The other good thing about the boardwalk is that it makes the walk easy and suitable for small children.
Very soon you will reach the JB Malone Memorial. Here you have to stop and admire the beautiful view on Lough Tay, the Guinness estate and Luggala in the background.
Did you know?
The J. B. Malone memorial above Lough Tay in the Wicklow Mountains National Park was erected in honor of John James Bernard (‘J.B.’) Malone. Born in 1913 in Leeds in England, to Irish parents, J.B. Malone was the most influential force in the development of walking, particularly hillwalking, as a leisure activity in Ireland. He began to explore the Dublin and Wicklow Mountains on foot as a young man in 1932, and by 1938 he was writing a weekly column on walking for the Evening Herald which continued until 1975. These columns and his earlier books The Open Road (1950) and Walking in Wicklow (1964), inspired countless readers to exchange the city for the hills and to enjoy healthy exercise and the joys of the natural world. His informative writing was not confined to rural Ireland, however; he also produced over a thousand articles for the Evening Herald about places of note and the buildings of Dublin. In the forties he had a vision of a long, way-marked walking trail in Wicklow, and in 1979, when he was appointed Field Officer to the Long Distance Walks Committee, he began putting the 132 kilometre-long Wicklow Way in place. Opened in 1982, it was Ireland’s first Long Distance Walk, and the forerunner of the forty-four such trails that exist today. His book describing the route, The Complete Wicklow Way, was a best-seller. A passionate conservationist, JB’s contribution over a lifetime of writing to the conservation of countryside environment in Ireland and to the historic buildings of Dublin is unmeasurable. Active up until the last, he died in October 1989 and is buried in Bohernabreena Cemetery.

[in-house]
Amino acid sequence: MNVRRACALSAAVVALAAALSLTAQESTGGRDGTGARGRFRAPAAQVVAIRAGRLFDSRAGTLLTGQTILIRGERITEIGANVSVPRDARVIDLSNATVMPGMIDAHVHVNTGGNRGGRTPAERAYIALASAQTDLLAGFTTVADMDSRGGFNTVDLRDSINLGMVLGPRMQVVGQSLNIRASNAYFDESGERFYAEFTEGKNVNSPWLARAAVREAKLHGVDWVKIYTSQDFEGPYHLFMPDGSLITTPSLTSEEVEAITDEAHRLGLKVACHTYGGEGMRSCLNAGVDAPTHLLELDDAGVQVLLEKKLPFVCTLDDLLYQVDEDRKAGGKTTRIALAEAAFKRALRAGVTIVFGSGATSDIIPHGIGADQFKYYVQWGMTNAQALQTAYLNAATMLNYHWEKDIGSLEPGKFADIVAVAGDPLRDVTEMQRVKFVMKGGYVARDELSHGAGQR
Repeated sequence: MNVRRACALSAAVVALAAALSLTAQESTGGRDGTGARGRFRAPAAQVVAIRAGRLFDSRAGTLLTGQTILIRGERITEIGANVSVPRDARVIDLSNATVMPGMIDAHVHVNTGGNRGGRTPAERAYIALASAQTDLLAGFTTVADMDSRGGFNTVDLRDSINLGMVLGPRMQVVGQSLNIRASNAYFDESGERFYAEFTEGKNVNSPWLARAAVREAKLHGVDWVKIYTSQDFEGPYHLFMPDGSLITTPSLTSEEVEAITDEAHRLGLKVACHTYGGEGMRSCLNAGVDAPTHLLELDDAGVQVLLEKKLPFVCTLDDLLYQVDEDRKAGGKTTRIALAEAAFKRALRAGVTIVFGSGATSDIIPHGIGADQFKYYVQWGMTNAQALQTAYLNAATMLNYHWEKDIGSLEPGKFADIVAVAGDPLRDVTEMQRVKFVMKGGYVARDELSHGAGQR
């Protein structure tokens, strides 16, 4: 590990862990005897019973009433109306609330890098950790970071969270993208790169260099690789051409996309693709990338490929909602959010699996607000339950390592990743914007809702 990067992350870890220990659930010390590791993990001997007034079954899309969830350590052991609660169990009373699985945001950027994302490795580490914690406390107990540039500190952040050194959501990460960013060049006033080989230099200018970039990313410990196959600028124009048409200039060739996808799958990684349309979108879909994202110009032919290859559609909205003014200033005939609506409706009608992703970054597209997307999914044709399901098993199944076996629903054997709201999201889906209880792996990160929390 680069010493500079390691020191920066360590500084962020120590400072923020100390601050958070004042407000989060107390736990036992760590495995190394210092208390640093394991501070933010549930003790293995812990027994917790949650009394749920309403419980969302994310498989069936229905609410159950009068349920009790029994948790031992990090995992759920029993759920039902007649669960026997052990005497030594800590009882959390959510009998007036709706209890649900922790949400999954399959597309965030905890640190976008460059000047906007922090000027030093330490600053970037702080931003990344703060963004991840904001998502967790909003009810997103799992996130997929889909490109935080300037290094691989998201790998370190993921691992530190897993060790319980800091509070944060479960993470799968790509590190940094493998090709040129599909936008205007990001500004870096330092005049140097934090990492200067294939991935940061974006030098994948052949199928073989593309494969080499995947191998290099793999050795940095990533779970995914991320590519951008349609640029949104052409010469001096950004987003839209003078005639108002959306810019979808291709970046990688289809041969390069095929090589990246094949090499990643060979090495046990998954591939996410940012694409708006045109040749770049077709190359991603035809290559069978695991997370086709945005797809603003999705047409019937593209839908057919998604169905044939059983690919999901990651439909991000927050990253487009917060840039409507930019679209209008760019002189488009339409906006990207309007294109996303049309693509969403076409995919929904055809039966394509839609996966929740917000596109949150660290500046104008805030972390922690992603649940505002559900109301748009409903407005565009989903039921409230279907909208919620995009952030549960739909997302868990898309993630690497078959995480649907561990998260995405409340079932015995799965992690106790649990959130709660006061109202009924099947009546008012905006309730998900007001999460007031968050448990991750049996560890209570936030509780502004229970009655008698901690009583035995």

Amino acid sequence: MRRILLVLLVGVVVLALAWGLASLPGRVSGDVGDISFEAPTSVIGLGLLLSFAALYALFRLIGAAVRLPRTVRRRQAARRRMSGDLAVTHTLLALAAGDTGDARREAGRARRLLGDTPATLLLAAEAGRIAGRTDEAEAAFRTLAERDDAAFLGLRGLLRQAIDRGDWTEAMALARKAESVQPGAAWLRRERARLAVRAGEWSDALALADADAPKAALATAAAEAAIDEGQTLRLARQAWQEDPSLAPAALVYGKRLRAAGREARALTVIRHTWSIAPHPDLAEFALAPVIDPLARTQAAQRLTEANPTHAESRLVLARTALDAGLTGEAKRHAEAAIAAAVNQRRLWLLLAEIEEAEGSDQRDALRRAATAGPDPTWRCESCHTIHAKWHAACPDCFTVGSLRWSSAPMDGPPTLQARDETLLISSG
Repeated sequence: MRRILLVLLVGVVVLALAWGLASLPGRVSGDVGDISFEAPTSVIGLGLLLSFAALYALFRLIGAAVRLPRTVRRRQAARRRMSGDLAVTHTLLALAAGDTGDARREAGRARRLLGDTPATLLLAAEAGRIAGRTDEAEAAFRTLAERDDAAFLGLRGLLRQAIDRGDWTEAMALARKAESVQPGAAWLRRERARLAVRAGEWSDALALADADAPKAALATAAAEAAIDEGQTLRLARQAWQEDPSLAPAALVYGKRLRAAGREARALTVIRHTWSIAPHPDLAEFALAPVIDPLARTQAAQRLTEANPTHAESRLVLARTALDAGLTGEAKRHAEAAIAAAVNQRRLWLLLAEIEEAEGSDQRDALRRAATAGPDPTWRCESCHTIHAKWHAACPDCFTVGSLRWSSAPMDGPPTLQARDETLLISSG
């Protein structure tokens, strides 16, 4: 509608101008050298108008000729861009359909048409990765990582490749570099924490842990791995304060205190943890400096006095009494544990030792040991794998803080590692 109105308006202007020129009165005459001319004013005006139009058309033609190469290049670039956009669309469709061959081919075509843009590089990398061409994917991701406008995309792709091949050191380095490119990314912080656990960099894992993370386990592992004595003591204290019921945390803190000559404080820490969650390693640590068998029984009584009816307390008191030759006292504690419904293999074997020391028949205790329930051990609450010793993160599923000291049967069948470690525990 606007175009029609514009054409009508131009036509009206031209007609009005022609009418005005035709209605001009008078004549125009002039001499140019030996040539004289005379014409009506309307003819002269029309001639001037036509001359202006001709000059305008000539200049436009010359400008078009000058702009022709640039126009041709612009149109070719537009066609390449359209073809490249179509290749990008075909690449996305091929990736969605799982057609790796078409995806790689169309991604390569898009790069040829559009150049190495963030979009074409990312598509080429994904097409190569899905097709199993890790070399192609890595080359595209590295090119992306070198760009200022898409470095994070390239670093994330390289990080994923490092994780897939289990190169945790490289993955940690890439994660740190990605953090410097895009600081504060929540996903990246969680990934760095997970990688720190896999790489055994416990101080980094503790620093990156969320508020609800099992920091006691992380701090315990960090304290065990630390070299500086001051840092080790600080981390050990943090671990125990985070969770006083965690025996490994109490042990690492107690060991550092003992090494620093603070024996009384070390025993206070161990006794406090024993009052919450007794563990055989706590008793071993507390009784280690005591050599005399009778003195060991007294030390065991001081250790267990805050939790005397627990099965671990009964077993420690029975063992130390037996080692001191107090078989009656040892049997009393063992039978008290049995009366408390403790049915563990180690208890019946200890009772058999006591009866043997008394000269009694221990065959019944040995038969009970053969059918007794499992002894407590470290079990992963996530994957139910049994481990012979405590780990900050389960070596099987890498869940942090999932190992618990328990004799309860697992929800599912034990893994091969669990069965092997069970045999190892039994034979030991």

Now that you have taken some times to admire your surrounding it is time to carry on walking on the boardwalk. You will soon reach a forestry area and pass by a stile at the edge of the treeline. Now you start to go over White Hill until the boardwalk suddenly veers to the right, following the Wicklow Way around Djouce.The views from White Hill are spectacular with the Irish sea to the East and Dublin to the North.
At this stage, instead of turning right following the boardwalk, you carry on straight on a large rocky trail towards the summit of Djouce .
Once you reach the summit and if you are lucky to have a clear day, check out the fantastic view from the Trig stone. You can see miles from all direction. An if it is the first time you climb Djouce, the tradition wants that you add your stone to the pile of stone already there.
Leaving the summit, take the rocky trail that go down east to join the Wicklow way again. Turn right on the Wicklow way and walk on the side of Djouce until you reach eventually the boardwalk again. Now you can walk you way back down to the Car Park following the same route you took on the way up.